I've just returned from the fabric store, which is a strange and surreal place in the middle of a workday. One finds it populated with an odd mix of old ladies making throw-pillows, stay-at-home moms making summer jumpers, one-armed women seeking toggle fasteners, and of course, the huge, construction-site type man in greasy denim overalls who was… actually I don't have any idea what he was doing in a fabric store.
The register girl was the most unlikely of them all. Mid-twenties in a baseball jersey, with long, stringy blonde hair, overweight. And a frantic pattern of cuts on the back of her left hand that simply do not occur without intent. Register girl was either a cutter or was in the habit of backhanding boys with braces.
I sidled up to the register, clutching my fabric, and mumbled, "Excuse me, where do you keep the razor blades?"
"The what?" she asked.
"For my Exacto knife! God! What did you think I was going to do with them? Is it a crime to need razor blades for your Exacto knife? You do sell them, right?"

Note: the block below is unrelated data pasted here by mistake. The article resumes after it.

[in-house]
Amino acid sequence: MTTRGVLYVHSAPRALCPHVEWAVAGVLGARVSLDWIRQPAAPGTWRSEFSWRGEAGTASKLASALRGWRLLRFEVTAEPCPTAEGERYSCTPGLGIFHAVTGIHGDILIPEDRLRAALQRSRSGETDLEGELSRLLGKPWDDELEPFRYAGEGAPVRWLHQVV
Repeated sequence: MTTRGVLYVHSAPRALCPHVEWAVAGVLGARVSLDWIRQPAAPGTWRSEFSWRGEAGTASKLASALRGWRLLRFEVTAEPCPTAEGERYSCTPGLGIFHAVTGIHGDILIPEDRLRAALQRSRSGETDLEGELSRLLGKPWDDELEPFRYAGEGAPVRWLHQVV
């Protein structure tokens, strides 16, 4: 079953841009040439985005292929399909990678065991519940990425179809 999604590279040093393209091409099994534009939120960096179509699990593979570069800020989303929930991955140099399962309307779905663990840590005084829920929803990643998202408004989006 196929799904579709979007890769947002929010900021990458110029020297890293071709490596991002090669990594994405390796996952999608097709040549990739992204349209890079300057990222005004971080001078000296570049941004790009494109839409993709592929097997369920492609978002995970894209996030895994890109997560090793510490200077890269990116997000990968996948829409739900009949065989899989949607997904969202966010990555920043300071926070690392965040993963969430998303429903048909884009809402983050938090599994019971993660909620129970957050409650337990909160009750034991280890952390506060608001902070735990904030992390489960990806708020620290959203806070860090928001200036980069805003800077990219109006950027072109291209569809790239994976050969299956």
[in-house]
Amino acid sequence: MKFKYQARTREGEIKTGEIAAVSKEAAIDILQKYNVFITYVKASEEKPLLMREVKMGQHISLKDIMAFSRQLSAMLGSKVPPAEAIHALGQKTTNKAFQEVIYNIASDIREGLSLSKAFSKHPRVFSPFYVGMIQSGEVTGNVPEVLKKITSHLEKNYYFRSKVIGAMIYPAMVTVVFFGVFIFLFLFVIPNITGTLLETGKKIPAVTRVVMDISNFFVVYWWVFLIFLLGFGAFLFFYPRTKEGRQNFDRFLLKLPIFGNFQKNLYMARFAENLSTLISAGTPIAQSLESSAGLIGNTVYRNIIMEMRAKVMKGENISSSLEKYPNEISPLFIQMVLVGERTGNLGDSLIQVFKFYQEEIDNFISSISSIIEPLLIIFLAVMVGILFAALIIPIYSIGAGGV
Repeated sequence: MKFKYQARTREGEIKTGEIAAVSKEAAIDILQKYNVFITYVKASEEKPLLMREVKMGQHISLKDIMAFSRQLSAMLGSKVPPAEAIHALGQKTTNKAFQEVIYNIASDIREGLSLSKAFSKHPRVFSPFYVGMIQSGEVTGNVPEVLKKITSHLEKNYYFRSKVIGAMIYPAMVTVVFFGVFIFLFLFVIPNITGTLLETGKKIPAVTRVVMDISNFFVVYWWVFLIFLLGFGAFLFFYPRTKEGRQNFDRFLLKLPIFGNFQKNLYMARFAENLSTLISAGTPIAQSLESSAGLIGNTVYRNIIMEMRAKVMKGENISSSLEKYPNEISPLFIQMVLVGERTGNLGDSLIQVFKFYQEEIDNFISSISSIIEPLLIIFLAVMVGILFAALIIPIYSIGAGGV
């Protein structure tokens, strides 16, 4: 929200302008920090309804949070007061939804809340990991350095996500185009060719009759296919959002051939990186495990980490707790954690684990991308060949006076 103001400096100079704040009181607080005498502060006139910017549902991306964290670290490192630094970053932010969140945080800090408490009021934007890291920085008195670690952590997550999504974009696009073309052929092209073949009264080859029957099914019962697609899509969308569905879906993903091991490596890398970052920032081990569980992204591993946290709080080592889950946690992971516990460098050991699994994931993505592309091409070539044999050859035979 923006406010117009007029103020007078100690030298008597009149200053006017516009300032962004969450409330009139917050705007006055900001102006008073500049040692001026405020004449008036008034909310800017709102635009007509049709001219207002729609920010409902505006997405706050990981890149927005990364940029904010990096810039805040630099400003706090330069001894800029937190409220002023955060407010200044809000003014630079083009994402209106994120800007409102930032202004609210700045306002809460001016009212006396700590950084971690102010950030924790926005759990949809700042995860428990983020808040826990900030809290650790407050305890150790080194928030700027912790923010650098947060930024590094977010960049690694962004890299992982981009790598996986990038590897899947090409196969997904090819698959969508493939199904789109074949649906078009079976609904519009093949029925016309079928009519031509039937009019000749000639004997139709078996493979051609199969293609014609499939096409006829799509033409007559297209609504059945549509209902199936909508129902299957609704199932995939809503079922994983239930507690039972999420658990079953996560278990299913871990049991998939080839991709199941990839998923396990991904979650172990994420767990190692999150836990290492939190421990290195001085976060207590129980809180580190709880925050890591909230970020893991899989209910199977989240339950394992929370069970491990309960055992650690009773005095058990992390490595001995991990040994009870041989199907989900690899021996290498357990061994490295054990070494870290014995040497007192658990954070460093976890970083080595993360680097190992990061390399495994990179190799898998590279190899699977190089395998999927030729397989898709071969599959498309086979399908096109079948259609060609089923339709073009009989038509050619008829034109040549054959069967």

"Uh, over along the wall," she said, pointing. She did not know where to take this conversation.
"Forget it," I said, plopping my fabric down on the counter. "I'm not in the mood anymore. Can you just check me out?"
When I got back to my car, I gleefully looked over my purchases.
Sequined fabric and a shimmer rayon blend glinted at me from the plastic bag. I am Costume Mom. If you tell me that you and your friends want to try out for the talent show, I will make four of the bad-assedest costumes your school has ever seen. In two weeks!
Soundtrack Dad will not only burn copies of the selected talent show song for you and all your friends, he will edit the track so that it slides just under the three-minute time limit. And then he will print copies of the lyrics.
Heck, it's stuff like this that keeps parents off the streets.